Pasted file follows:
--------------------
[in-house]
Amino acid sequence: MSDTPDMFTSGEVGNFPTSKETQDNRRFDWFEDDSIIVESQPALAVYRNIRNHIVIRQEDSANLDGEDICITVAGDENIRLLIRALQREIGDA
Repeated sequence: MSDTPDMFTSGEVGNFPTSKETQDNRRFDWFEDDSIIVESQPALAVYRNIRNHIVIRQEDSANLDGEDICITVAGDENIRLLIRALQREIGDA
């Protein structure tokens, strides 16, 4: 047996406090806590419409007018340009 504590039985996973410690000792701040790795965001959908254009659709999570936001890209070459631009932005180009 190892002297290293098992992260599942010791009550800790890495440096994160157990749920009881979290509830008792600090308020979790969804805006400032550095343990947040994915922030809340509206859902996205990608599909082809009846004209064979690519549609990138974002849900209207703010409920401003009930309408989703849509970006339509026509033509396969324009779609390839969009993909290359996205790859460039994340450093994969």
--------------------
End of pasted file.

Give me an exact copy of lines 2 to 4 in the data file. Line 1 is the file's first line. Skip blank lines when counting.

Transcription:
Amino acid sequence: MSDTPDMFTSGEVGNFPTSKETQDNRRFDWFEDDSIIVESQPALAVYRNIRNHIVIRQEDSANLDGEDICITVAGDENIRLLIRALQREIGDA
Repeated sequence: MSDTPDMFTSGEVGNFPTSKETQDNRRFDWFEDDSIIVESQPALAVYRNIRNHIVIRQEDSANLDGEDICITVAGDENIRLLIRALQREIGDA
């Protein structure tokens, strides 16, 4: 047996406090806590419409007018340009 504590039985996973410690000792701040790795965001959908254009659709999570936001890209070459631009932005180009 190892002297290293098992992260599942010791009550800790890495440096994160157990749920009881979290509830008792600090308020979790969804805006400032550095343990947040994915922030809340509206859902996205990608599909082809009846004209064979690519549609990138974002849900209207703010409920401003009930309408989703849509970006339509026509033509396969324009779609390839969009993909290359996205790859460039994340450093994969």